This new analysis, released during Attendance Awareness Month, inspires us to redouble our efforts as 3,100 City Year AmeriCorps members begin their service in 331 public schools this year, working alongside our partners to powerfully engage students and families and ensure that more students graduate from high school, ready for college, career and life.
City Year’s approach is grounded in data and research that shows students who exhibit one or more “early warning indicators” are at increased risk for dropping out of school: low attendance, poor behavior and course failure in English or math. Research shows that students who start the 10th grade without any of these early warning signs are three times more likely to graduate.
City Year’s dedicated AmeriCorps members serve in hundreds of our nation’s schools full-time, working in partnership with teachers to identify students who are off-track or at risk for falling off-track and collaborating on solutions to prevent or reduce early warning indicators. These solutions include reaching out to students and families who are frequently absent from school and welcoming students each day so they feel engaged and appreciated; providing one-on-one tutoring and coaching to students who have fallen behind; and facilitating afterschool programs and whole-school activities designed to enhance overall school culture and climate.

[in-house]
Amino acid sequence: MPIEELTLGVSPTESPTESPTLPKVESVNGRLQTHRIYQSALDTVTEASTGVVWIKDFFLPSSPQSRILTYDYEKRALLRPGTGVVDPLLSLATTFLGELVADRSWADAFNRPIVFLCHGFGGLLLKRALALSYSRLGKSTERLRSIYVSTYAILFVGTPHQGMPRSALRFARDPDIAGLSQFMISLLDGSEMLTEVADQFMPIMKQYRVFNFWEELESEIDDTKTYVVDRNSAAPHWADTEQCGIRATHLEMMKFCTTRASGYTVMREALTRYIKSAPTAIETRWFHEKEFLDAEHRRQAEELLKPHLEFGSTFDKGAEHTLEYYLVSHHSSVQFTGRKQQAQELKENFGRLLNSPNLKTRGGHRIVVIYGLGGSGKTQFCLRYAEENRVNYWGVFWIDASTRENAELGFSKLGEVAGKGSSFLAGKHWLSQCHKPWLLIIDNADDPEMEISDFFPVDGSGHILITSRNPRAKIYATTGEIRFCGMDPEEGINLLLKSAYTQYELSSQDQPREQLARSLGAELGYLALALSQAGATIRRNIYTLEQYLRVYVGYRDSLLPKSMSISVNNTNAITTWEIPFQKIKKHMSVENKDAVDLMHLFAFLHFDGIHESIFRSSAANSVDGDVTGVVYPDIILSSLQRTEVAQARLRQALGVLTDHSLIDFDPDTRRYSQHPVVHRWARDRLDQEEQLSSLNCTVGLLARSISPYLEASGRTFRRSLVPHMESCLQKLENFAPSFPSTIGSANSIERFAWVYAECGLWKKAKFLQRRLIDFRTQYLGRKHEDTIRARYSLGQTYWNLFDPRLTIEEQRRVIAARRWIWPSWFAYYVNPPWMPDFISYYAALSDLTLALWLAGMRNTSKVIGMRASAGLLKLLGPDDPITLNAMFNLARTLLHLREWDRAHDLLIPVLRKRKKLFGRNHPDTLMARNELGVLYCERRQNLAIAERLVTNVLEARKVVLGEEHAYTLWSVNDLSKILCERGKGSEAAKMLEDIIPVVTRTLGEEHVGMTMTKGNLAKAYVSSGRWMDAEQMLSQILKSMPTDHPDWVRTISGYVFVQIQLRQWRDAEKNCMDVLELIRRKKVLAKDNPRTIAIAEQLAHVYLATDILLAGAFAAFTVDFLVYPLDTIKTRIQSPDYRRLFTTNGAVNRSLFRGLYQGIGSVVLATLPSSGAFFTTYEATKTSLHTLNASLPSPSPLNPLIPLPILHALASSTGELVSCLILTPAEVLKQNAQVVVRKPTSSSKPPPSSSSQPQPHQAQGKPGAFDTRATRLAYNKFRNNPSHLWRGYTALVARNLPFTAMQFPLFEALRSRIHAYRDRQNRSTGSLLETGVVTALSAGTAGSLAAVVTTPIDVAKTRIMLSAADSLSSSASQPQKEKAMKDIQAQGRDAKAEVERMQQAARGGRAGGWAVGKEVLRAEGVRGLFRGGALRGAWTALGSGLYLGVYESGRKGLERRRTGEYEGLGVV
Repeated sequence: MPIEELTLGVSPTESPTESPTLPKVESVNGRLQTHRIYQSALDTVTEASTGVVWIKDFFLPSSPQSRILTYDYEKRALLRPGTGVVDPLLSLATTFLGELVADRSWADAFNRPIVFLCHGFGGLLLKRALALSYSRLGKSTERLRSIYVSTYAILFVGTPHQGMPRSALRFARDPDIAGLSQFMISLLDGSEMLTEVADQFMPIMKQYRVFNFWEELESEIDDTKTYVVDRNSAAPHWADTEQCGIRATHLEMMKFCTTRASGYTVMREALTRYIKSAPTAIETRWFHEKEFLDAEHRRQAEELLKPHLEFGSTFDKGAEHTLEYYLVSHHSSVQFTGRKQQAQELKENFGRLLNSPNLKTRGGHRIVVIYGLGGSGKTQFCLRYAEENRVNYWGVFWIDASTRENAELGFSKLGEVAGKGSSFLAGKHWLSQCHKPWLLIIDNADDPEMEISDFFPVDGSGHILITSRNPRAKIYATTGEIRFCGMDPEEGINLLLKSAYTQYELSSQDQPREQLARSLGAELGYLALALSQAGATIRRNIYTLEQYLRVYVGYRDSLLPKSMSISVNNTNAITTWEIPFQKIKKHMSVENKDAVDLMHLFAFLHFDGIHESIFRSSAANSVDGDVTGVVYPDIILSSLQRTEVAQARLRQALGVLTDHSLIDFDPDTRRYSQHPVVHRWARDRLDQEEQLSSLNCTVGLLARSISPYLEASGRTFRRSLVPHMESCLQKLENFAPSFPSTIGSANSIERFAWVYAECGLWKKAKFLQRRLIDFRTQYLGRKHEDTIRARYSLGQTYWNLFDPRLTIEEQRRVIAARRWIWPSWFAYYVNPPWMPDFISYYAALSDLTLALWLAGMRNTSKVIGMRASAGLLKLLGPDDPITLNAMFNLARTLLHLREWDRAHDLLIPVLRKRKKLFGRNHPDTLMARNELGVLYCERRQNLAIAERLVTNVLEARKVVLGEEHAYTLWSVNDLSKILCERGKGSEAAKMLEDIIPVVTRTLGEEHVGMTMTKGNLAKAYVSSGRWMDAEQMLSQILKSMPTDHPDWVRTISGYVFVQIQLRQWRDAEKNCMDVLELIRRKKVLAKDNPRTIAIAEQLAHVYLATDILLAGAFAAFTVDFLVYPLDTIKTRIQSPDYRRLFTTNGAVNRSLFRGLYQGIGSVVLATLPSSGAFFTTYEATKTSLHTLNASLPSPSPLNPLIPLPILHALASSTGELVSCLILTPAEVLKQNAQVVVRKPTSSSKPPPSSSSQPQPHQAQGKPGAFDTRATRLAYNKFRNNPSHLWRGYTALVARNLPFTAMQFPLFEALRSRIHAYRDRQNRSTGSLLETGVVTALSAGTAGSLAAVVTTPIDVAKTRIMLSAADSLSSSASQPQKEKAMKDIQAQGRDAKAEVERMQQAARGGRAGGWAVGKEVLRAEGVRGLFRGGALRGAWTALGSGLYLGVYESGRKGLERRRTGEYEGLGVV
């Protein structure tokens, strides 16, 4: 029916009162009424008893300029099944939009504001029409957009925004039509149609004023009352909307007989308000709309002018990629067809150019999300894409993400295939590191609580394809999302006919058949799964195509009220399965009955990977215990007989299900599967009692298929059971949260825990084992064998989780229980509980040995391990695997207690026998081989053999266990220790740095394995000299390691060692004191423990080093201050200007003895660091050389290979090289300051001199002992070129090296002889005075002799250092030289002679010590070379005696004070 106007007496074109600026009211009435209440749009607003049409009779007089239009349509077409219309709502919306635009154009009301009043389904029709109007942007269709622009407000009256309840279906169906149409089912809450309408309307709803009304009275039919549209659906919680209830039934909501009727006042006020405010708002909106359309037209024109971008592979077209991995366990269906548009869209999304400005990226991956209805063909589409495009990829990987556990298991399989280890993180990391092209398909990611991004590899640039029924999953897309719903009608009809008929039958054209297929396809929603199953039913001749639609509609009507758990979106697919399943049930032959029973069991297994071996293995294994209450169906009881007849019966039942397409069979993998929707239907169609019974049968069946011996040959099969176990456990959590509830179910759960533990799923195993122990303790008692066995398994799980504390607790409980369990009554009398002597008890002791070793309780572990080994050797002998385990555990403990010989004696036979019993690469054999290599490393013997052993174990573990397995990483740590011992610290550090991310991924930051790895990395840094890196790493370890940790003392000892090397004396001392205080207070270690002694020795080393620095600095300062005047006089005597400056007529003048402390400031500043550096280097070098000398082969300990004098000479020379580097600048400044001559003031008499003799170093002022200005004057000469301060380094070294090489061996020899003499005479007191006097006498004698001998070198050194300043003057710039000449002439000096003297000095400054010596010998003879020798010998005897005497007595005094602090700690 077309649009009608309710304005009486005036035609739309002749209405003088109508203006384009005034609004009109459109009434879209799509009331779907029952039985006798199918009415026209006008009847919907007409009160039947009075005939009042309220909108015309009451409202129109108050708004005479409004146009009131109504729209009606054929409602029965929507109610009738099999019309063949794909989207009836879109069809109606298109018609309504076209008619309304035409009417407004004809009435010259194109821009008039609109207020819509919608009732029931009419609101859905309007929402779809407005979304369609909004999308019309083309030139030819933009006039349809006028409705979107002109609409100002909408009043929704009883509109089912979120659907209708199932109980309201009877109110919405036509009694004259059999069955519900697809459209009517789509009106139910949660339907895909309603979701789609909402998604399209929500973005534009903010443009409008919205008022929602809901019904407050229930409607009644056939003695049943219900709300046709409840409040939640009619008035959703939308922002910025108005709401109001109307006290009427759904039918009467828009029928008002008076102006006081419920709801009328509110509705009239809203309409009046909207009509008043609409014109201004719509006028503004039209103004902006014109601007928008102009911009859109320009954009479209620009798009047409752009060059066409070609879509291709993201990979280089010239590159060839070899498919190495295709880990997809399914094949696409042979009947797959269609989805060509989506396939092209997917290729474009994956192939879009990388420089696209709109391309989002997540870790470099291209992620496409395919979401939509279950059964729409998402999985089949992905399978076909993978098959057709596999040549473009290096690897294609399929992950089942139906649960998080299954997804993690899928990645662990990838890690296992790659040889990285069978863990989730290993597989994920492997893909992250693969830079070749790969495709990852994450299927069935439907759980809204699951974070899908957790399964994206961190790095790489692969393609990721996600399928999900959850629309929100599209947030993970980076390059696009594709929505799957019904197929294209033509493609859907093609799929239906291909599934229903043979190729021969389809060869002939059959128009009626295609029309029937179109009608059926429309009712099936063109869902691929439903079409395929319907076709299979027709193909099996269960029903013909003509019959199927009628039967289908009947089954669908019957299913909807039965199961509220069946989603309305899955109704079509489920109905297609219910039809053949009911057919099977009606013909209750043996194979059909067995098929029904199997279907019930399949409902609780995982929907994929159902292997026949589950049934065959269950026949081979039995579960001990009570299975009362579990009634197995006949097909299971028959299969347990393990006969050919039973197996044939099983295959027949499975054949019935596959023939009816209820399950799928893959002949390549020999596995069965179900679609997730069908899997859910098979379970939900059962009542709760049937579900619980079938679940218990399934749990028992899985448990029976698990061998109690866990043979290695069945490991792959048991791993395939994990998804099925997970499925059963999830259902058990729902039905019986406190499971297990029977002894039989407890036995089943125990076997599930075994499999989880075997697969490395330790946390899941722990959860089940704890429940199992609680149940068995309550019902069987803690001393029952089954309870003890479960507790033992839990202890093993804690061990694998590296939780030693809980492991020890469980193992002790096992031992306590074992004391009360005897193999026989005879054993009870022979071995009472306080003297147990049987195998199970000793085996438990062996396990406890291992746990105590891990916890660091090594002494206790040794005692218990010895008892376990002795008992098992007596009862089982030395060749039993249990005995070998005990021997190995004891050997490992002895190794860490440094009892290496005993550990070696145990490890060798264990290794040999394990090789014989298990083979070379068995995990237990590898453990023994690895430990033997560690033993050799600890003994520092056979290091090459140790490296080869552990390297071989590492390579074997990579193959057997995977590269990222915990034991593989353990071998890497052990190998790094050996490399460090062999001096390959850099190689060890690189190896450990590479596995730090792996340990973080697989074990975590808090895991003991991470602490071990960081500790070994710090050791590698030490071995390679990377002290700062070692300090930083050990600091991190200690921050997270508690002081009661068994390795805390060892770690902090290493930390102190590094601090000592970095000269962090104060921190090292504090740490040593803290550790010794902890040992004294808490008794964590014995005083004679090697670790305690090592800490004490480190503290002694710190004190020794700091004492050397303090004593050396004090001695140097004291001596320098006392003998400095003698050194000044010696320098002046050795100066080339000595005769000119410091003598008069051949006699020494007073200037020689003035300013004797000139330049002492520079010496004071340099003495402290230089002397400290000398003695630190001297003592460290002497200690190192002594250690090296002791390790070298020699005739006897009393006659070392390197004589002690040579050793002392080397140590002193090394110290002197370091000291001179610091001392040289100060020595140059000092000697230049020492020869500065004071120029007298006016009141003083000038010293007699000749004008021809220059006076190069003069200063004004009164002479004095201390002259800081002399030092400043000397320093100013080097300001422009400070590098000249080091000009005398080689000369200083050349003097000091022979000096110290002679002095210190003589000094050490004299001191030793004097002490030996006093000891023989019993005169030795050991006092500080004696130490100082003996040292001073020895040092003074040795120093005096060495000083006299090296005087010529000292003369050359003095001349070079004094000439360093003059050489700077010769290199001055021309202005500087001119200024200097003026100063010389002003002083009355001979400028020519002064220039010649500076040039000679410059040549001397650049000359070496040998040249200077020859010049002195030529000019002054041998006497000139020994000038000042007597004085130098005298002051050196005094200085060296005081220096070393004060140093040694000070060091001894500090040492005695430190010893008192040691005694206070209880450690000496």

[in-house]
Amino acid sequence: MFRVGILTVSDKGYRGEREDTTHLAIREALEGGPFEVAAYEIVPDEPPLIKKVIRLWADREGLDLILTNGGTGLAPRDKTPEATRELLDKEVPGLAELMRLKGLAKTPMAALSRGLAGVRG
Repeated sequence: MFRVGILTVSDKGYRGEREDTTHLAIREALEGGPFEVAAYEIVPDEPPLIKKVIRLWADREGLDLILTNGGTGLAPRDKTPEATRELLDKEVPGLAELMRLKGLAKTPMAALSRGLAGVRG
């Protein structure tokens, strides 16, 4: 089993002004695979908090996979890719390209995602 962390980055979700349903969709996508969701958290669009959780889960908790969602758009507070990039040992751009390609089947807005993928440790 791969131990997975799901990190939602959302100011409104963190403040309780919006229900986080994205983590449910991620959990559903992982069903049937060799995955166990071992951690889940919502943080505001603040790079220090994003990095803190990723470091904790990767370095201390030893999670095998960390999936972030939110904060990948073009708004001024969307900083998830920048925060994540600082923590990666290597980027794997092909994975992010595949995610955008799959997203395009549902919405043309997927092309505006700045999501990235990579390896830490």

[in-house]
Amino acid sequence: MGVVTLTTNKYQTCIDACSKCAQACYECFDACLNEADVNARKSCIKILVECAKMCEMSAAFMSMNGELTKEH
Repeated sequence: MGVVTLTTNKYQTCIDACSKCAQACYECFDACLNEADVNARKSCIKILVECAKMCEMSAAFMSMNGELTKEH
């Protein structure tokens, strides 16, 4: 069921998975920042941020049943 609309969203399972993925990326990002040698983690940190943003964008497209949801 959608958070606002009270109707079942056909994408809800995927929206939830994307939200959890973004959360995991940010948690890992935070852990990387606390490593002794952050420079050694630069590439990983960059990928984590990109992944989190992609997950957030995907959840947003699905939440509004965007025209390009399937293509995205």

These interactions enable City Year AmeriCorps members to form developmental relationships with the students they serve as tutors, mentors and role models, and successfully deliver evidence-based academic and social-emotional supports that help students to thrive.
Our work is having an impact. In 2015, City Year AmeriCorps members helped to drive a 36 percent reduction in students who are chronically absent in middle and high schools we serve across the country. Additionally, a randomized control study of Diplomas Now—a school improvement partnership between City Year, Talent Development Secondary at Johns Hopkins University and Communities In Schools—demonstrated that the Diplomas Now partnership had a statistically significant impact on reducing chronic absenteeism in the middle grades, providing the highest level of evidence that it is possible to reduce chronic absenteeism even in the highest-need schools.
Improving attendance is just one – though very important – part of holistic efforts to transform schools into places of learning, exploration and risk taking, where every student feels safe and connected to his or her school community; where data is used continuously to help promote student growth and achievement; and where all students have access to positive and caring relationships, both with adults and other students, as well as personalized learning environments that encourage them to persevere through challenges and build on their strengths.
It is this transformation of how schools operate that City Year and our partners are working toward, every day.
Jim Balfanz is President of City Year and continues to lead the evolution of the City Year model as a scalable, human talent strategy for high-need schools. His leadership has helped drive City Year’s research, impact and growth to over 3,100 AmeriCorps members serving more than 331 schools across 28 US cities.